Why The Descendants is a Great Movie
How do we judge a great movie? How do we really know when a film has risen above the average and become something transcendant? How are we to understand when a film, although it might not perform at the box-office, and might not have any explosions or chases or gun battles, and might just be an examination of human nature; how are we to know when it rises above just being good?
Among other things, a great movie avoids clichés. A great movie doesn't ever deliver the line we think we're going to hear. A great movie doesn't serve up catharsis just because that's the thing to do and it makes the audience happy. Of course, there are many other things great movies do, but these are critical if a movie is to be something special.
Writer/Director Alexander Payne's "The Descendants" is a great film and I'll use a few examples to explain why.
When Matt King (George Clooney) first meets his 17-year-old daughter Alexandra's friend, Sid (Nick Krause), Sid gives him a hug and says something funny. Matt's response is a terse "don't ever do that again." While Matt and Sid eventually have a moment (and I'll address this momentarily), a lesser movie would attempt to bring closure to this sequence by having another hug occur later in the film. Fortunately, Payne understands that such things cheapen a movie and cheapen any claim such a film has to understanding human nature. While such things may, in fact, be satisfying, they are also shockingly false. Great movies never forget this. They don't give in to that impulse to satisfy artificially.
Matt and Sid do have a moment. It occurs when Matt wakes up, unable to sleep, and goes outside and wakes up Sid, who's sleeping on the couch. They begin talking and Matt asks Sid what he would do in Matt's position, which is kind of awkward because Sid is kind of a goofball. Ultimately, it's a further sign about how lost Matt is. However, toward the end of the conversation, Sid reveals that his father died in a drunk driving accident very recently. It's a very unexpected thing for Sid to say and even more unexpected in how he says it. A lesser movie would have had Matt say something profound or express remorse, but Payne just has Matt contemplate for a few moments and say "good night". It's a rare, special movie that realizes more can be conveyed when nothing is said.
If you're unfamiliar with "The Descendants", it takes place in Hawaii and begins right after Matt's wife is injured in a boating accident and lies in the hospital in a coma, brain dead. Not only does this force Matt to parent his children, but he also has to confront the revelation that his wife was having an affair. Toss in a land sale that could make Matt and his relatives millionaires, and Matt's world gets tossed into the air like a deck of cards.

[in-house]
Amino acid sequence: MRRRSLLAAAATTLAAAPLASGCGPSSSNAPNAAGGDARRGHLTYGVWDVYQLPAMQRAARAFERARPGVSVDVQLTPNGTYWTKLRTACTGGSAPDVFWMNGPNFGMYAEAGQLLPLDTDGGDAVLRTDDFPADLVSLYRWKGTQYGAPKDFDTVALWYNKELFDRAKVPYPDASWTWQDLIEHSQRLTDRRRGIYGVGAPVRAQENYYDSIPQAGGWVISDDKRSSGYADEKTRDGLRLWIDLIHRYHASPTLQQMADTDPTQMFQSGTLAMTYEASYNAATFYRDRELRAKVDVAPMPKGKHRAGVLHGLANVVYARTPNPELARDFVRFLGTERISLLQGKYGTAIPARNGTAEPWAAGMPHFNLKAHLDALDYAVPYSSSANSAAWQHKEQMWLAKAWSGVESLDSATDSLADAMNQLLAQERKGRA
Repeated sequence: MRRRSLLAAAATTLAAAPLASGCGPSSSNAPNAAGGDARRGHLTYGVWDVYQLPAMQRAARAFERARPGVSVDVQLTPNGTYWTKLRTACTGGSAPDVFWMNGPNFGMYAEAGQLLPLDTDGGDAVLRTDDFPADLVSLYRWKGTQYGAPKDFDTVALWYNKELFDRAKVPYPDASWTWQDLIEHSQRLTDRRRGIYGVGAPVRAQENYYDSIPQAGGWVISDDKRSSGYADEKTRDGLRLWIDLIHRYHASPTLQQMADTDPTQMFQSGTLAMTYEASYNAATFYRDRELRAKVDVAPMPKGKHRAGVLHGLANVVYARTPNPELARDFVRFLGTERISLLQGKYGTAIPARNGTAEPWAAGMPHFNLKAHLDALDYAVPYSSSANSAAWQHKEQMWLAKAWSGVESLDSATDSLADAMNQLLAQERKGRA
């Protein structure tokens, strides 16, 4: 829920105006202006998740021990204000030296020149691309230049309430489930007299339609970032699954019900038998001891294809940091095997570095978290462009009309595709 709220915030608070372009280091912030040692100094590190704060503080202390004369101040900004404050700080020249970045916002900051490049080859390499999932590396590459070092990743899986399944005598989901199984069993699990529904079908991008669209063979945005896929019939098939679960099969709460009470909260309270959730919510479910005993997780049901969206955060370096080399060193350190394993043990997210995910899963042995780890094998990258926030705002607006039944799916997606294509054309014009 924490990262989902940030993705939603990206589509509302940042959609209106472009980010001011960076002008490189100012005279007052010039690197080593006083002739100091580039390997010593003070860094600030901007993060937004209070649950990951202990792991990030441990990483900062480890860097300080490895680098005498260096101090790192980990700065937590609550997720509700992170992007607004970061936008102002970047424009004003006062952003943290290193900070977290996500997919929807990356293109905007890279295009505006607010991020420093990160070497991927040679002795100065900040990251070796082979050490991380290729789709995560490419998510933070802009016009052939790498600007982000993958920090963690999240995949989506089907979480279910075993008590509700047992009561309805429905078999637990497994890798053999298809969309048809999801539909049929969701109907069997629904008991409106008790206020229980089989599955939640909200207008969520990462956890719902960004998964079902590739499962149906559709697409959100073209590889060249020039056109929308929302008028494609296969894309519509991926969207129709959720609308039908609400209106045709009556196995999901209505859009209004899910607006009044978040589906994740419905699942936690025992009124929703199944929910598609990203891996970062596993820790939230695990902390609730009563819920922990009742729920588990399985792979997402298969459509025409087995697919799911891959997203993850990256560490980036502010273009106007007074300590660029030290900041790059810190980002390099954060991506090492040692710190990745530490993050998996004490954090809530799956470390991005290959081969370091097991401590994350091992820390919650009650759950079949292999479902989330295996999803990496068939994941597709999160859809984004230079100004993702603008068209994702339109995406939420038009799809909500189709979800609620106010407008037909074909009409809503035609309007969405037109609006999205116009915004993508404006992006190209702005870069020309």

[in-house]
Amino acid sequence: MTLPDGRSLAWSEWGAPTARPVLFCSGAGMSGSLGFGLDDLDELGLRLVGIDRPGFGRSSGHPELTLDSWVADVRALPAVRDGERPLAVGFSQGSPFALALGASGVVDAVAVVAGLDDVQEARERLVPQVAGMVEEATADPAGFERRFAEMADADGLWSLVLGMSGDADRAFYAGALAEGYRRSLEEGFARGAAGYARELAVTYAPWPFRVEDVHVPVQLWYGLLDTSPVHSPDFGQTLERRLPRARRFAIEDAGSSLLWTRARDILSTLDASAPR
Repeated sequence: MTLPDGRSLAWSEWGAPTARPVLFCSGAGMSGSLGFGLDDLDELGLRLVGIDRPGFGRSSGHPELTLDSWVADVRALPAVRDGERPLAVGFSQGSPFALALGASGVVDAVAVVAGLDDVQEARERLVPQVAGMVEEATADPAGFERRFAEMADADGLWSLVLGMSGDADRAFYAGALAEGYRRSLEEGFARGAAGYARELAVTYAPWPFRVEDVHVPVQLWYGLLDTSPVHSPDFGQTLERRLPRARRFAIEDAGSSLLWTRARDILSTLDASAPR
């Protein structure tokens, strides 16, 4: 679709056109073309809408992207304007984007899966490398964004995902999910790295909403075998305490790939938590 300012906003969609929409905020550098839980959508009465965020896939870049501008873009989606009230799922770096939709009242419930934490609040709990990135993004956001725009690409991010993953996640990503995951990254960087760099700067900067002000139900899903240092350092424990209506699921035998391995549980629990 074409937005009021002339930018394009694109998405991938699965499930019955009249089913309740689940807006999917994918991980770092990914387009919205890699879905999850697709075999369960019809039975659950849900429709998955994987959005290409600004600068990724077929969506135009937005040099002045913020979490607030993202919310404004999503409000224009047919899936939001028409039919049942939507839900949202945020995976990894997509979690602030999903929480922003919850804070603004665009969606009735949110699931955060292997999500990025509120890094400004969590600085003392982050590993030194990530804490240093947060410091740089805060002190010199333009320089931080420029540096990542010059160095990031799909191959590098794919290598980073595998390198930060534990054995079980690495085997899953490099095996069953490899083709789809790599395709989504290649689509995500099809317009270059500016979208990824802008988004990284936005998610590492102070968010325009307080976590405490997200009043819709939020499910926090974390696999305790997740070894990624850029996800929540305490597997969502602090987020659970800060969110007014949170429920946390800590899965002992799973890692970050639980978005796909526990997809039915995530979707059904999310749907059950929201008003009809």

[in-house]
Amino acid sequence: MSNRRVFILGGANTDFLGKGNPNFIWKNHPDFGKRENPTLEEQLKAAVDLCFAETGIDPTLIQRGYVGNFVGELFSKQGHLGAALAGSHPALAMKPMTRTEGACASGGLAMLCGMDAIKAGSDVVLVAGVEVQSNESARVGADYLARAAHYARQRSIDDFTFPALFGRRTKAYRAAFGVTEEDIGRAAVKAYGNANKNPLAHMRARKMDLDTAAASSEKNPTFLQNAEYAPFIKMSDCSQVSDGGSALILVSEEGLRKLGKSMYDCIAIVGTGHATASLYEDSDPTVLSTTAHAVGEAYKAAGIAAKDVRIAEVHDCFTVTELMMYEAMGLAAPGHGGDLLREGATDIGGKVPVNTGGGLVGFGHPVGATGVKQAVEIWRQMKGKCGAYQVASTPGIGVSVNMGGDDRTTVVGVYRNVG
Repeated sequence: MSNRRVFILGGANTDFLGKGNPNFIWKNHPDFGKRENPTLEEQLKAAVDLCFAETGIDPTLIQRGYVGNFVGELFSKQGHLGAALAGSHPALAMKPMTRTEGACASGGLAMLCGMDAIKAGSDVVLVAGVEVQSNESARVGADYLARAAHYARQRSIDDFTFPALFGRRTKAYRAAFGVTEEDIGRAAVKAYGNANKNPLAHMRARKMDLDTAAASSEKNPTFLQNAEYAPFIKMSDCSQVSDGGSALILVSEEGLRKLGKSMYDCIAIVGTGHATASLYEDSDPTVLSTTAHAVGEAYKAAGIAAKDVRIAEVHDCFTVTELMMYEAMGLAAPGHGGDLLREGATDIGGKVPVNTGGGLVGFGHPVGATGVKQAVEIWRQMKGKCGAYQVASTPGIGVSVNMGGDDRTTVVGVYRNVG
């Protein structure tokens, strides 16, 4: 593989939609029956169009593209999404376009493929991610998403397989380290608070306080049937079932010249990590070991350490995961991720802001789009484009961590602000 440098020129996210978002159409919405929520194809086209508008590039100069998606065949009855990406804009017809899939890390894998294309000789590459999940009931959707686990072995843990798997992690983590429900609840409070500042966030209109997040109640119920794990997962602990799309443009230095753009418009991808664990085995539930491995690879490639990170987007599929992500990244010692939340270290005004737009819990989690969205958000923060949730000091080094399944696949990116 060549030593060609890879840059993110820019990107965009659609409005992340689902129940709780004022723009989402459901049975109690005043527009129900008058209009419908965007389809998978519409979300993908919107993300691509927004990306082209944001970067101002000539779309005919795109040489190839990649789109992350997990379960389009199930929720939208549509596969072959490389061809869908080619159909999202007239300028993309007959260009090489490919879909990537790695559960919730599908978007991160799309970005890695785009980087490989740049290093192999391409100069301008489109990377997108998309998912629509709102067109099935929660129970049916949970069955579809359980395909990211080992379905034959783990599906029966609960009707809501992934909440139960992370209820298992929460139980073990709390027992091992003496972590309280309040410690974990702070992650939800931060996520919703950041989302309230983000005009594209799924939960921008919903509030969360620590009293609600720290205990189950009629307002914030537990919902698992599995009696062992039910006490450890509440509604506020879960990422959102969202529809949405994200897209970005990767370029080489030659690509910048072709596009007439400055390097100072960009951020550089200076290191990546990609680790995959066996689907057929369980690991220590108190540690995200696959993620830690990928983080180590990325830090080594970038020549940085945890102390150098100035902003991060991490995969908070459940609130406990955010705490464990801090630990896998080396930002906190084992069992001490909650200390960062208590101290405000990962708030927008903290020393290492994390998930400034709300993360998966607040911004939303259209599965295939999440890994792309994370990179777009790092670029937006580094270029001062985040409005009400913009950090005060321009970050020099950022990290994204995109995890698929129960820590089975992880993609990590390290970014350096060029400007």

When films, directors, and actors understand that it's more compelling to convey meaning through images and through what's not said than what is "delivered," they offer their movie the opportunity to become transcendant and great. Catharsis is rarely achieved, but sometimes understanding is. Alexander Payne clearly gets this. "The Descendants" does this in a critical scene toward the end of the movie when, as Matt's wife lies in her coma, about to die, her father (Robert Forster) comes to visit. Matt and Scott (Forster) don't have a good relationship. Scott basically blames Matt for his wife's condition, going so far as to call her a "faithful" wife.
If you're a regular moviegoer, this is a like a giant alarm bell for Matt to let this guy have it. Alexandra and Sid are sitting right there, knowing full well that Scott's daughter was anything but faithful. But you know what? Matt doesn't say anything. He just agrees with Scott. It says everything about Matt's evolution as a person that he doesn't say anything. He realizes that these are Scott's last moments with his daughter, who's about to die. Matt just doesn't need to ruin Scott's image of his daughter. He might want to. He might want to very badly. He might one day let him know. This moment just isn't the time.
These aren't the only details that make "The Descendants" a great movie. There are many others, from George Clooney's fantastic performance to the way Payne uses Matt's decision about whether or not to sell a huge parcel of pristine land as a metaphor for the impact his wife's accident has on everyone, but mostly him.
A great piece of dialogue is one in which you have no idea what the next word is going to be and a great movie is a story that evolves in new and unexpected ways. Of course there are many elements that go into making a great movie. It's just that a truly great movie usually isn't derivative and predictable.
Alexander Payne's "The Descendants" is a great movie, which is why it's getting so much recognition.
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